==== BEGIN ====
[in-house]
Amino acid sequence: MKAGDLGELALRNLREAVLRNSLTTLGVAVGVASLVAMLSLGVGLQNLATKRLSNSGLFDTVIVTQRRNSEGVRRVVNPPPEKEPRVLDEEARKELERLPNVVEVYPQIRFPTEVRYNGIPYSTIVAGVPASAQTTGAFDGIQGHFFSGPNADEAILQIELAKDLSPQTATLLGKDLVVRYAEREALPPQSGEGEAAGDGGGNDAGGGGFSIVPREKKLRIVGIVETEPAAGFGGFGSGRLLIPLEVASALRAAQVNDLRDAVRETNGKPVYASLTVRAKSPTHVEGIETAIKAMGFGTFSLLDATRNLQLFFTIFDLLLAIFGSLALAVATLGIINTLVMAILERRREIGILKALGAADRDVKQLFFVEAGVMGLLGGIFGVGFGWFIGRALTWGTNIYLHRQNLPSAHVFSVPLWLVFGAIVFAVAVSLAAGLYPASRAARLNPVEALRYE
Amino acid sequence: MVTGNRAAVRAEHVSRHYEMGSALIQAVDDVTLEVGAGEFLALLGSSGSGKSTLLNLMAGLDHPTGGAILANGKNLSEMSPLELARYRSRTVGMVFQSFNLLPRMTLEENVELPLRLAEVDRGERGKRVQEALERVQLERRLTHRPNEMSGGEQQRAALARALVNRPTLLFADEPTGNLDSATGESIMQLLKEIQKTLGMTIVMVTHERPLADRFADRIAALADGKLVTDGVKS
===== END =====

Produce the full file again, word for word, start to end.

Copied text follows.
[in-house]
Amino acid sequence: MKAGDLGELALRNLREAVLRNSLTTLGVAVGVASLVAMLSLGVGLQNLATKRLSNSGLFDTVIVTQRRNSEGVRRVVNPPPEKEPRVLDEEARKELERLPNVVEVYPQIRFPTEVRYNGIPYSTIVAGVPASAQTTGAFDGIQGHFFSGPNADEAILQIELAKDLSPQTATLLGKDLVVRYAEREALPPQSGEGEAAGDGGGNDAGGGGFSIVPREKKLRIVGIVETEPAAGFGGFGSGRLLIPLEVASALRAAQVNDLRDAVRETNGKPVYASLTVRAKSPTHVEGIETAIKAMGFGTFSLLDATRNLQLFFTIFDLLLAIFGSLALAVATLGIINTLVMAILERRREIGILKALGAADRDVKQLFFVEAGVMGLLGGIFGVGFGWFIGRALTWGTNIYLHRQNLPSAHVFSVPLWLVFGAIVFAVAVSLAAGLYPASRAARLNPVEALRYE
Amino acid sequence: MVTGNRAAVRAEHVSRHYEMGSALIQAVDDVTLEVGAGEFLALLGSSGSGKSTLLNLMAGLDHPTGGAILANGKNLSEMSPLELARYRSRTVGMVFQSFNLLPRMTLEENVELPLRLAEVDRGERGKRVQEALERVQLERRLTHRPNEMSGGEQQRAALARALVNRPTLLFADEPTGNLDSATGESIMQLLKEIQKTLGMTIVMVTHERPLADRFADRIAALADGKLVTDGVKS